As we learned last year from the federal education department's own data, the Liberals have failed to spend $919 million of their own TAFE and training budget over the past five years. That's a $214 million underspend in 2018-19, a $202 million underspend in 2017-18 and a $118 million underspend in 2016-17. That is all sitting in the government's bank account. All of this underspend is in addition to the more than $3 billion already ripped out of the VET system. We've got TAFE campuses across the country falling apart. We've got state governments closing campuses and ending courses. And all the while this huge pile of money remains unspent. Why? The excuse is that there has been less demand than forecast every year since the Liberal Party came into government. That just doesn't stack up when underemployment is at record levels.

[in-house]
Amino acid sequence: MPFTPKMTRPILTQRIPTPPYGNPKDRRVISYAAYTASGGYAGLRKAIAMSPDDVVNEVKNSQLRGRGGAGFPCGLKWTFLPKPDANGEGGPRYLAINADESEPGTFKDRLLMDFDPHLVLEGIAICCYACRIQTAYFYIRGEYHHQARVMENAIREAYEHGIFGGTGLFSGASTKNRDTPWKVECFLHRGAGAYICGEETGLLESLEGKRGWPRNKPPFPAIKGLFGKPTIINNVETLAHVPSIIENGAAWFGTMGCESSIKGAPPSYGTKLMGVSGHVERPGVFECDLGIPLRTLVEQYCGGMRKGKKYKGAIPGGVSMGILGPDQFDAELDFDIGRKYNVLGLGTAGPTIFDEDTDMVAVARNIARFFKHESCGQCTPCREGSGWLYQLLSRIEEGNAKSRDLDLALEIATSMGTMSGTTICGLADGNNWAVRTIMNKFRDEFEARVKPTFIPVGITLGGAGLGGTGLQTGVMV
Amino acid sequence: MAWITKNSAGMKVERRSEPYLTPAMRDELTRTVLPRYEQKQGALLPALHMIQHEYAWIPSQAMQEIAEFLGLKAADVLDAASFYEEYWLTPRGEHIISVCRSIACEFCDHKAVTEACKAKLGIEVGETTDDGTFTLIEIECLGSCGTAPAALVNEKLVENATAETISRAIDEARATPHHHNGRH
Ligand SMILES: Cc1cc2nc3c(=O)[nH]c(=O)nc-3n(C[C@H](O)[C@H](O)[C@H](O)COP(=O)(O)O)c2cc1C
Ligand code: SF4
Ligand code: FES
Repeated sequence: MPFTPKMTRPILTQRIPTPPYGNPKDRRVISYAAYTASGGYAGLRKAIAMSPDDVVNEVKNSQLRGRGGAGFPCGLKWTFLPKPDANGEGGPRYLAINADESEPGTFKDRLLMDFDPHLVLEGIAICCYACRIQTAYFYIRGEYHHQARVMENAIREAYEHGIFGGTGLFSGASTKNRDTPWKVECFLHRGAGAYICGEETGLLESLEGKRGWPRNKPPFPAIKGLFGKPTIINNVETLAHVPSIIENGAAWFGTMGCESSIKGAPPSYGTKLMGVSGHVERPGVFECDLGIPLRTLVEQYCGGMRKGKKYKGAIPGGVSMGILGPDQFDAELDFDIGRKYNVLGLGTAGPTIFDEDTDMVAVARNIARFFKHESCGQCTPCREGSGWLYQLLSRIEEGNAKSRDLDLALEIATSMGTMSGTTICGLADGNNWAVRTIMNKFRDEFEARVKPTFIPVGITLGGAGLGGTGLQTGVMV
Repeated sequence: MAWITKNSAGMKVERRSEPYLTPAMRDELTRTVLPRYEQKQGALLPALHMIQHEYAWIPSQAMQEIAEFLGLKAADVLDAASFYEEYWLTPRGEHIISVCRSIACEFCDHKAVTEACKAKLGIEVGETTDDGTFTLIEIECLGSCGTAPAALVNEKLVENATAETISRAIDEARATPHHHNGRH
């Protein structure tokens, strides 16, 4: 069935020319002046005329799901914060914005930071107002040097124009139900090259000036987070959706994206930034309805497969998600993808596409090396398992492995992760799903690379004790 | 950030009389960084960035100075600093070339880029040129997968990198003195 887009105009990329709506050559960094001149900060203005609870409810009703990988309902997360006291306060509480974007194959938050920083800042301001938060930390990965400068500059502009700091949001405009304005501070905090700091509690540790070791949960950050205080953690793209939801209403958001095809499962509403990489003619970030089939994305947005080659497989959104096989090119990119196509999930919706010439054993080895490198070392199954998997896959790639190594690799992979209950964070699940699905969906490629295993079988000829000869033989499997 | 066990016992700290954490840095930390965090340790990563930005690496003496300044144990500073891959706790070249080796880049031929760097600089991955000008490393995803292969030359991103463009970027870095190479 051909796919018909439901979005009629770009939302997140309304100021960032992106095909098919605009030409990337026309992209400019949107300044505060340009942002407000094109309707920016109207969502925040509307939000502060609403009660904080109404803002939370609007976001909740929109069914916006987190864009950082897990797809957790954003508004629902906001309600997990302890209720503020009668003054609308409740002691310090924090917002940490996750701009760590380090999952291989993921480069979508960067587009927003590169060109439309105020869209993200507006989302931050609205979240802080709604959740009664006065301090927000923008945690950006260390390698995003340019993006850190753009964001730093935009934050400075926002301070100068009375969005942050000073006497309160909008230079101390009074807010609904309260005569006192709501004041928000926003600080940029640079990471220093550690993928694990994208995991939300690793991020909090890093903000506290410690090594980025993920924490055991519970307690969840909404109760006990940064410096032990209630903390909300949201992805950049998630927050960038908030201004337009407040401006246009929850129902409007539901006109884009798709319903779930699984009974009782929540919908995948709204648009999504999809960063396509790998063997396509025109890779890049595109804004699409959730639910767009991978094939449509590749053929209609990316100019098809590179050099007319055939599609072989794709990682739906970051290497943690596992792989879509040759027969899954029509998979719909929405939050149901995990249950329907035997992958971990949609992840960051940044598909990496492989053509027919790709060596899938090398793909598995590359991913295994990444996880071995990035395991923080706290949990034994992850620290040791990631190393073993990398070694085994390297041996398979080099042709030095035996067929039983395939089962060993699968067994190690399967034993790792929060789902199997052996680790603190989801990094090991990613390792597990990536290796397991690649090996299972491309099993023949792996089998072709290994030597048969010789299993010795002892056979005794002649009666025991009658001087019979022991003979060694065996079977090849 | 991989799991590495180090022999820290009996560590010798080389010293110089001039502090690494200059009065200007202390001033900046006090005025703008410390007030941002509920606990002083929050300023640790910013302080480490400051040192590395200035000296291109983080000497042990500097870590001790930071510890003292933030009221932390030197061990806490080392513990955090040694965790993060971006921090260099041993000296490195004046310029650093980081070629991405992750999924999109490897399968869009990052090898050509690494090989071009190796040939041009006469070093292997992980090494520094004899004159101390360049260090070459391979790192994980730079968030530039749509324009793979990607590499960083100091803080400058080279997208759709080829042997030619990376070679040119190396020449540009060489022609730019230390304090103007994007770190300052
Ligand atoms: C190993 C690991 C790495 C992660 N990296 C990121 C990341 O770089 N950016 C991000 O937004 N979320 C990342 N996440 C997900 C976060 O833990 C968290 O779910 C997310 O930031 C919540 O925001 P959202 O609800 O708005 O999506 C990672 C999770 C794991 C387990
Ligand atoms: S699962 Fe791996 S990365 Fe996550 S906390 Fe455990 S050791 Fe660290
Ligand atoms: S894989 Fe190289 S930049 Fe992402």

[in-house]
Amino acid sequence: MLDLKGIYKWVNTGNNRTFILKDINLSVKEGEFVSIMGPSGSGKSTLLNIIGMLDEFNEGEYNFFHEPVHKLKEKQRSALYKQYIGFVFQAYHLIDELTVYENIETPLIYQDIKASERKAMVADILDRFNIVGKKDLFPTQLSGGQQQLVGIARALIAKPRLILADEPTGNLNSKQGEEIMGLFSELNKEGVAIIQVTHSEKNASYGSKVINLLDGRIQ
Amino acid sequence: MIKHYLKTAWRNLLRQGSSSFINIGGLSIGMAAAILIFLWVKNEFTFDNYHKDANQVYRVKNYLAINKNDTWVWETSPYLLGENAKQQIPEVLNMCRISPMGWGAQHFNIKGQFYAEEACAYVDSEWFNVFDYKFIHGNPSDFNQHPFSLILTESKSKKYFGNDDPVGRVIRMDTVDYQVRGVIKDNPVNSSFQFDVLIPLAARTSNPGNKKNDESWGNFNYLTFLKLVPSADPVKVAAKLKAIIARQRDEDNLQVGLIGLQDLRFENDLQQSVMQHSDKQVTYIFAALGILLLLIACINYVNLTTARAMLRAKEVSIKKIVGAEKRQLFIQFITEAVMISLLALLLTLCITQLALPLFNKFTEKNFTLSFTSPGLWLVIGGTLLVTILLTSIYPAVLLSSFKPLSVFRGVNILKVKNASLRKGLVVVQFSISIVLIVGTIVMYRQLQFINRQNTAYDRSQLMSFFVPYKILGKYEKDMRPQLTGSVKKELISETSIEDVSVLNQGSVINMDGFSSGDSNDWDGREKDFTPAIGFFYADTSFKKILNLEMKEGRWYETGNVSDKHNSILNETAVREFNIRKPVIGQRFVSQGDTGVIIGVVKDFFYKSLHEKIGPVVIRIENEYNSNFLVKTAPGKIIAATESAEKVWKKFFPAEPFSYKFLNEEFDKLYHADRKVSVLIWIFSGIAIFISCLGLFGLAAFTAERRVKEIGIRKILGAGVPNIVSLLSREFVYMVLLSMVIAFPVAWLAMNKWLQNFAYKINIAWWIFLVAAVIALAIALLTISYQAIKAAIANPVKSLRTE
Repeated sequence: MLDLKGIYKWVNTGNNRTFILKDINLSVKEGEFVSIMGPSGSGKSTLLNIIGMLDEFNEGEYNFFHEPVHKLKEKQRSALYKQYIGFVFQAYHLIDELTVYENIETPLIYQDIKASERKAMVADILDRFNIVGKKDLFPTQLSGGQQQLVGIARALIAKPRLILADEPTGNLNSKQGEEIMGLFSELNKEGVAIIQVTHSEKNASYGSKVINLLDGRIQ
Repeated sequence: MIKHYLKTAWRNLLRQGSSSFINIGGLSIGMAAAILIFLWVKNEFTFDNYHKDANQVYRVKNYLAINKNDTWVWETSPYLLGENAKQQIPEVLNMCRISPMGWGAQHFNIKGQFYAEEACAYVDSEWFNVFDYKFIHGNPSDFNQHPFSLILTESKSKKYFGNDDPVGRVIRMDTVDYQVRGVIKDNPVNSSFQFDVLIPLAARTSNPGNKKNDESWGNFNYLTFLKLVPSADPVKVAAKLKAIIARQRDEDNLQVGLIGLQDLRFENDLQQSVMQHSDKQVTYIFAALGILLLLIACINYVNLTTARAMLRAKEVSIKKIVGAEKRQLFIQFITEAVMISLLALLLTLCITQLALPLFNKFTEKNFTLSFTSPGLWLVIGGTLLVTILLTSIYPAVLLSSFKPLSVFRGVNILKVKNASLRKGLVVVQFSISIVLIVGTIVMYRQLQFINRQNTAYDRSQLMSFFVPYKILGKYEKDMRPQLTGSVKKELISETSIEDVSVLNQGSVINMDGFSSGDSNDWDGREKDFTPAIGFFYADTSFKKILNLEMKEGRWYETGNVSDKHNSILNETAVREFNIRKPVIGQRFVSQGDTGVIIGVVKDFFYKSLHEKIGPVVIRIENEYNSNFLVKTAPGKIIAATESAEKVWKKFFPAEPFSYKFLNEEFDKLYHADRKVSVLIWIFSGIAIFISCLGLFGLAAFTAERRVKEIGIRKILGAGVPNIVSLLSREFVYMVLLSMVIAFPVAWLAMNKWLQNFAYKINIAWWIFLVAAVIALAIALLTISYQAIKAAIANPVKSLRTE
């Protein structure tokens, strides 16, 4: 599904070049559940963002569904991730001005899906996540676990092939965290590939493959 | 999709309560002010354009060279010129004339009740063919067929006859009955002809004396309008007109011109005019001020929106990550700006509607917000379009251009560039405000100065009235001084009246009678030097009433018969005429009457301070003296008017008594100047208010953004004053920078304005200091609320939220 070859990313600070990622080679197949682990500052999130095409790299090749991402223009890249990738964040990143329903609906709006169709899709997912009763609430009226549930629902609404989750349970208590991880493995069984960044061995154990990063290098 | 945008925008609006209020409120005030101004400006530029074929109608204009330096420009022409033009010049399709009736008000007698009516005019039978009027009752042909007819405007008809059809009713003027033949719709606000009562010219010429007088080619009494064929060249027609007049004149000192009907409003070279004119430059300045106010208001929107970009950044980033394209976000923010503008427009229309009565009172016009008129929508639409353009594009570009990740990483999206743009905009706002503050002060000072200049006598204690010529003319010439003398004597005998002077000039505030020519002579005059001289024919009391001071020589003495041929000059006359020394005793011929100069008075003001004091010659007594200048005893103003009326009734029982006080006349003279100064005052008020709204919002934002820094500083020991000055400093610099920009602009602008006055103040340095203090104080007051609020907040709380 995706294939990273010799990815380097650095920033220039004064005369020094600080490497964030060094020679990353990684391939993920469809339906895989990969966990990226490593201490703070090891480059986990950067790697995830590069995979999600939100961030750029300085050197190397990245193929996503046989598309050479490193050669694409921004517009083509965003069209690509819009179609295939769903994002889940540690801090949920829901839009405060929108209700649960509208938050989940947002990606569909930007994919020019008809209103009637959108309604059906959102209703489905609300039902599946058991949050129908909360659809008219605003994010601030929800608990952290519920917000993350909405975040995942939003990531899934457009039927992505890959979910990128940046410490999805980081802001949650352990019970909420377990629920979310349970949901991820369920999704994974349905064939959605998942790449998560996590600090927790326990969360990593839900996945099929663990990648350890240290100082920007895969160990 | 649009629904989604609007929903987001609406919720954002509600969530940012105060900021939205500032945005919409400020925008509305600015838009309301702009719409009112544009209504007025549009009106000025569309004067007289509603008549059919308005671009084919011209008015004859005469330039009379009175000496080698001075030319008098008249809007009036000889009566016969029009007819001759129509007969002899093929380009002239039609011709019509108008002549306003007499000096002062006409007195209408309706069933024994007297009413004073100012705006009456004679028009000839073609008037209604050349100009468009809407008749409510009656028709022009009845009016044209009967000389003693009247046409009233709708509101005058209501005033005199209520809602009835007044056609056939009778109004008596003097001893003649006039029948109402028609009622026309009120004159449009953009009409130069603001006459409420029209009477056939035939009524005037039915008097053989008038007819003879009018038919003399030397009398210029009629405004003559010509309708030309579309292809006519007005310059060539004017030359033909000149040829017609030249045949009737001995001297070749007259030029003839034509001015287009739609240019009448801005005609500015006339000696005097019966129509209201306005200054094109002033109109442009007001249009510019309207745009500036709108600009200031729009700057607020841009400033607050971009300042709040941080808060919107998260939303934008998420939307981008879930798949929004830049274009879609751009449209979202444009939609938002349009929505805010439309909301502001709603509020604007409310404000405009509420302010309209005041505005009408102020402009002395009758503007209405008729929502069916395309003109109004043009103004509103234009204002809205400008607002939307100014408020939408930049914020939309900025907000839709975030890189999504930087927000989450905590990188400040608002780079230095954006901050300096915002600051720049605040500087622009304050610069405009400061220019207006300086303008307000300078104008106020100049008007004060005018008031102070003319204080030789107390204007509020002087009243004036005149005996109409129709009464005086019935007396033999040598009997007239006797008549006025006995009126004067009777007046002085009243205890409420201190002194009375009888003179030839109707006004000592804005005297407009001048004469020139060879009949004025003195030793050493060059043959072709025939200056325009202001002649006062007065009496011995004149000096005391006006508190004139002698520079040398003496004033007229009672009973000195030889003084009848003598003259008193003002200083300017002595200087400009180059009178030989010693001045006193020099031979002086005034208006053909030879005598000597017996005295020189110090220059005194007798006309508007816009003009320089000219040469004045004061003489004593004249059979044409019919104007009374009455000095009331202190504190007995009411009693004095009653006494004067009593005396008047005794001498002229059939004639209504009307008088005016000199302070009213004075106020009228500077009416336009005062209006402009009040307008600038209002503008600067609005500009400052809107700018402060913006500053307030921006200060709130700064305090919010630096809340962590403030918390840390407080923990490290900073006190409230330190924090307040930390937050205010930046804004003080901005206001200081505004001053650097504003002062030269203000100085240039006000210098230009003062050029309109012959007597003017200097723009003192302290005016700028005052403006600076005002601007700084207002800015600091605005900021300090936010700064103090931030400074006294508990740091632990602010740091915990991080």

In January this year, before COVID-19 struck in March, the youth unemployment rate rose to 12.1 per cent from 11.6 per cent in December. It is now more than double that figure. At that time, employers were crying out for skilled workers and, as we move into the recovery phase, they will again. Under the Liberals, there are 140,000 fewer apprentices and trainees and a shortage of workers in critical services, including plumbing, carpentry, hairdressing and motor mechanics. The number of Australians doing an apprenticeship or traineeship is lower today than it was a decade ago. The independent National Centre for Vocational Education Research recently found that, over the past year, 20 per cent fewer people have been signing up to trade apprenticeships and traineeships. In my seat of Corangamite, there are 113 or 7.7 per cent fewer trainees and apprentices today than there were in 2013. In the Minister for Education's own seat of Wannon, there are 1,044 or around 28 per cent fewer apprentices and trainees than there were in 2013.